Changing the leader need not spell doom

Andrew Alexander

Last updated at 13:31 13 April 2004

Nervous Tories claim that changing the leadership now would demonstrate such internal divisions that it would kill all chance of an election victory. But there is no evidence that splits over the leadership doom a party, quite the contrary. In the early Fifties, senior Tories grumbled constantly that Churchill was overstaying his welcome. Eden, his successor, went on to boost the Conservative majority in 1955.

Macmillan, chosen after Eden, came in for cruel criticism from Tory MPs in 1962. Yet his successor, Sir Alec Douglas-Home, very nearly won a fourth Conservative victory in 1964.

The bitter struggle over Ted Heath's leadership in 1965 did not prevent Margaret Thatcher from triumphing in 1979. Despite her brutal assassination in 1990, John Major scored an election triumph in 1992. In short, there is no reason to fear change.

Any doubts I had about Iain Duncan Smith's cause being lost were dispelled when Tory MP Sir Patrick Cormack urged him to call for a (probably fatal) vote of confidence.

Cormack is not a particularly mighty or influential figure in the party, though he sits on the 1922 executive. But he is a weathercock.

There is always at least one Tory MP to watch in the party who will tell you which way the wind has settled.

This does not involve much swinging backwards and forwards, far from it.

But when he announces that a cause is effectively lost, you may be sure that it is.

At that point, you drop what you are doing and head for the lifeboat - where you will find him already seated.

We grumpy old men have a lot to grumble about these days, sometimes including other grumpy old men.

Two who deserve to be drummed out of the club are Alan Watkins of the Independent on Sunday and Sir Peregrine Worsthorne writing in The Spectator.

They have now launched savage attacks on Margaret Thatcher from both political wings. WRITES Watkins: 'Margaret Thatcher won her three elections, but destroyed England in the process.' In Worsthorne's review of a Thatcher biography, amid familiar wailings about the decline and fall of the country - for him it has been downhill ever since the reform Act of 1832 - he accuses her of 'debauching' the standards for which her father, Alderman Roberts, stood.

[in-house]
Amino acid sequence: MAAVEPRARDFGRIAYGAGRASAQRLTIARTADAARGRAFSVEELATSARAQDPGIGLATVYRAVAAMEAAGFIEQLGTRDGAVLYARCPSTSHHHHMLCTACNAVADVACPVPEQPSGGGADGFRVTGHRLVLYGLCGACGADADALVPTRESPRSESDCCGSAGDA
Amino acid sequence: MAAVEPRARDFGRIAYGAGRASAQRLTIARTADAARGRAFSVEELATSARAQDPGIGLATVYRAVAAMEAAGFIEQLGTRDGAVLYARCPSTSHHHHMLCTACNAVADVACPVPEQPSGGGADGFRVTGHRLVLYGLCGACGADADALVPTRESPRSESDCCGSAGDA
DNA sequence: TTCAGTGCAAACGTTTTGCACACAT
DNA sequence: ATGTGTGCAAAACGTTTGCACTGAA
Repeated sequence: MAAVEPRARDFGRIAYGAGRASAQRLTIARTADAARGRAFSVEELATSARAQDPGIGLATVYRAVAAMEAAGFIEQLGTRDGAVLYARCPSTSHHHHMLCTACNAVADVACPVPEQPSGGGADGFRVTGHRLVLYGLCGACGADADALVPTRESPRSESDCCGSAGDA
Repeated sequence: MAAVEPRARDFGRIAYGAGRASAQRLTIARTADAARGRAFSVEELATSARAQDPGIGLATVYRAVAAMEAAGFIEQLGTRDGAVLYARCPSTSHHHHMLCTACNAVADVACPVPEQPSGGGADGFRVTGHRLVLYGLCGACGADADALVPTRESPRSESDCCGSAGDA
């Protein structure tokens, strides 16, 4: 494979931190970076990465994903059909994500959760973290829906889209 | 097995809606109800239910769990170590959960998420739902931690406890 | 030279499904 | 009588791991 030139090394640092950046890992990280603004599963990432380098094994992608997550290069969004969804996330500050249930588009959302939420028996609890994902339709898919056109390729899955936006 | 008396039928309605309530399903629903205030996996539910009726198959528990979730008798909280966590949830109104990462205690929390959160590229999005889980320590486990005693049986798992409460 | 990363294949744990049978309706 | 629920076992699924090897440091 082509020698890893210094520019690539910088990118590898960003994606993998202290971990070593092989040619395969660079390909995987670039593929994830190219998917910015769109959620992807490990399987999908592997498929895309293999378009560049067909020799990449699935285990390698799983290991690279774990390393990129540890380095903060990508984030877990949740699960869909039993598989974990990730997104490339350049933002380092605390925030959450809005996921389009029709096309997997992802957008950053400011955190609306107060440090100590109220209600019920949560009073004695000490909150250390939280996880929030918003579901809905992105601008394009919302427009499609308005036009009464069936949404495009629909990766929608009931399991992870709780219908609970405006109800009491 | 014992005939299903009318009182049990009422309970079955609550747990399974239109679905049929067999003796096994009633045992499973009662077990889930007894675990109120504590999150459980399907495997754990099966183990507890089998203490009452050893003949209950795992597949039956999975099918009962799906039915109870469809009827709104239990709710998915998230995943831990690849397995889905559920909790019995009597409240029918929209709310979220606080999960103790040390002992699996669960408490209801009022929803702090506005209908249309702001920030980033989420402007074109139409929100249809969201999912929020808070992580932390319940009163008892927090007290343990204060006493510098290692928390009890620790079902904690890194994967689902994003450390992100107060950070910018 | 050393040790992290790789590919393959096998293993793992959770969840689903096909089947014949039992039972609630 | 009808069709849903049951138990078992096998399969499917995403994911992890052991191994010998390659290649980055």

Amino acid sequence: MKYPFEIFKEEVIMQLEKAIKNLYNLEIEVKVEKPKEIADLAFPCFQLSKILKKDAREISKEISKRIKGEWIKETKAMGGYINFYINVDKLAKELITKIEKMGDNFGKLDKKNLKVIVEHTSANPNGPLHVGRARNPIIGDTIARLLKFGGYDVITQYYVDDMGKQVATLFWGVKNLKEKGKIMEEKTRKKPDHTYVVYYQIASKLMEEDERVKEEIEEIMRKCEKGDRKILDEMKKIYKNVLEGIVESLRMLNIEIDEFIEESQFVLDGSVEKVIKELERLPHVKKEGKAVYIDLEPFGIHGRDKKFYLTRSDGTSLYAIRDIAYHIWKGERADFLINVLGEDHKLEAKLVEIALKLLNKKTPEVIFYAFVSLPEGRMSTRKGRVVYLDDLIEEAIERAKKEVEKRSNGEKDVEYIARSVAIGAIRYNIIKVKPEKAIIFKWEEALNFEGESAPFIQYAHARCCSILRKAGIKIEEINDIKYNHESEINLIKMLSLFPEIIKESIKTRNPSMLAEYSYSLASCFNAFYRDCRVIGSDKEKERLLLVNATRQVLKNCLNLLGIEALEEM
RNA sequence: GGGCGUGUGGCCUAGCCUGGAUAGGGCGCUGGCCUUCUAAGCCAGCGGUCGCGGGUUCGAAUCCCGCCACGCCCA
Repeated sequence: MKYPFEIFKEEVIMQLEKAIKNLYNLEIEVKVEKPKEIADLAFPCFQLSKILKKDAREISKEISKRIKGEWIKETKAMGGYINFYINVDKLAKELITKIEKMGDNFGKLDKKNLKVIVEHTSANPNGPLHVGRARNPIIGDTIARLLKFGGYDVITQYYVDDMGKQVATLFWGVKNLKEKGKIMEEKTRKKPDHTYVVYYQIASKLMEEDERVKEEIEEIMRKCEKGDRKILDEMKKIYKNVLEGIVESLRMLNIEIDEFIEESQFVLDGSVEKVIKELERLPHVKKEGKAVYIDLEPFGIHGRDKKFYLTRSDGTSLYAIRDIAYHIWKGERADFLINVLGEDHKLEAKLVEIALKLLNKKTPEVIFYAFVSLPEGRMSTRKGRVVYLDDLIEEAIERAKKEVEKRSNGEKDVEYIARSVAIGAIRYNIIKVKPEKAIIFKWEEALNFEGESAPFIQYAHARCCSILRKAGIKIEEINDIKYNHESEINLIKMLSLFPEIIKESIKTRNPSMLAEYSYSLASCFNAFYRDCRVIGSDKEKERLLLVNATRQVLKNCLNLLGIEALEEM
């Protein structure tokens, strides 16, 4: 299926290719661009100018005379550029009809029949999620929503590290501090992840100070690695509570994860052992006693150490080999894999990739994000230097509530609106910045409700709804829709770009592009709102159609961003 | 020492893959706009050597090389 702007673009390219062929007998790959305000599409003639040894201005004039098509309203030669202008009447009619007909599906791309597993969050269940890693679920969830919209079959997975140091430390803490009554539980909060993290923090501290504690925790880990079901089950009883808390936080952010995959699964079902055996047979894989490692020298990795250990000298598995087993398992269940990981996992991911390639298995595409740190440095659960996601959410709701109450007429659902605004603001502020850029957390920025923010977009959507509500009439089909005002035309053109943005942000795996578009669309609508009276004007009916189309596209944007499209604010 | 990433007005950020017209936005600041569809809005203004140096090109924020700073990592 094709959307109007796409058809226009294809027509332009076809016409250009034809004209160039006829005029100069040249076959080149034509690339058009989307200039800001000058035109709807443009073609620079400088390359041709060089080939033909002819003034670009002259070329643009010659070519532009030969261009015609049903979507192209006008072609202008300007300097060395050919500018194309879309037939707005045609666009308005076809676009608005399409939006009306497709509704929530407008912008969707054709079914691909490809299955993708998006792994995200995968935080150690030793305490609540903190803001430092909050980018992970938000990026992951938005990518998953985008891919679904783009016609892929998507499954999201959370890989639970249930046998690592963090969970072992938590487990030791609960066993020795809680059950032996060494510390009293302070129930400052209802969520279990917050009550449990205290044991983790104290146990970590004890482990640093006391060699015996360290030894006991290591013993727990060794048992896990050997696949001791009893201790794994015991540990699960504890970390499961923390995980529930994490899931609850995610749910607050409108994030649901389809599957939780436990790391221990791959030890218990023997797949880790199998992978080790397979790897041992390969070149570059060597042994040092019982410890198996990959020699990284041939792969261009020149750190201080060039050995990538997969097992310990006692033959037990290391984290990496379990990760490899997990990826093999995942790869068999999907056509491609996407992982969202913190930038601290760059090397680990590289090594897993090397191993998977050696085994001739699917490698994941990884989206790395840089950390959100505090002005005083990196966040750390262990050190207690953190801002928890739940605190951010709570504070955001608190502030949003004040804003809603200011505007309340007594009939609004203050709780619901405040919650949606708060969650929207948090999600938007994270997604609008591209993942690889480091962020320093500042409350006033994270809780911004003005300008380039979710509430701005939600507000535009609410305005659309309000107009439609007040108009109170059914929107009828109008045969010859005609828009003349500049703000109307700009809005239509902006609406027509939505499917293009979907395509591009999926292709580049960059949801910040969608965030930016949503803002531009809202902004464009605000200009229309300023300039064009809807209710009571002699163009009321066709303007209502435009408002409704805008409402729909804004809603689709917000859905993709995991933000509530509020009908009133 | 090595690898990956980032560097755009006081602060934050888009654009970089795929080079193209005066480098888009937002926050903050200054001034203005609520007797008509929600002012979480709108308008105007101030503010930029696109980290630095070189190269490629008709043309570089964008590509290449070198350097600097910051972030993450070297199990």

We are witnessing the continuing process of creating a myth about her which is so weird that it needs the assistance of psychologists to explain it.

Old men forget, of course. Looking back on an imagined golden age is a common enough human activity.

But what on earth can it be that Watkins and Worsthorne miss from the pre-1979 era?

Surely it cannot be the way that trade unions ruled and ruined the country - and held Fleet Street to constant ransom, among other things. And it could hardly be the laws which forbade you taking your own capital abroad, or even enough for a good holiday.

Do Watkins and Worsthorne look back longingly to tax rates which could be over 90 pc ? Or the vast subsidies for nationalised industries?

It is hard to believe that anyone misses the farce of official wage and price controls, supposed to prevent inflation but never doing so.

No one, surely, could look back with anything but horror at inflation running at a five-year average of 15pc when Thatcher came to office - down to 6pc when she left. Or Britain's deserved reputation as the sick man of Europe.

Nor, one would think, would either man regret her ending the campaign to destroy the grammar schools.

Of course many things have got worse over the past 30 years or more - and continue to do so under New Labour: crime and educational standards so obviously. But these are not symptoms of Thatcherism; rather of the long-term failure of the political elite to display the courage to act.

Even allowing for Fleet Street at its most excitable, politicians at their silliest and the public at its dumbest, the brouhaha about Matthew Barrett and credit cards must rank as exceptionally daft.

The Chief Executive of Barclays merely told a Commons committee that borrowing on a card was expensive.

He would not do it. He tried, though not always successfully, to persuade members of his family to pay off their card bills within the allowed time and not to incur interest charges.

But who thinks that borrowing through cards is cheap? Should such people be allowed out, except on a lead?

Borrowing on a card can be convenient, as can shopping late at night at a corner shop. But I have yet to meet, or even imagine, the person who thinks that the prices charged there will be as low as at Tesco.

Suppose that Barrett had, by contrast, said that card credit was not expensive, that he encouraged his family to borrow that way.

Then I for one would wonder if he was fit to run a bank. MPs, and no doubt the Press, would have risen like a swarm of bees and attacked him for financial illiteracy and encouraging people to incur excessive debts.

But being a banker, there was of course no way he could win.

No comments have so far been submitted. Why not be the first to send us your thoughts, or debate this issue live on our message boards.

We are no longer accepting comments on this article.

Who is this week's top commenter? Find out now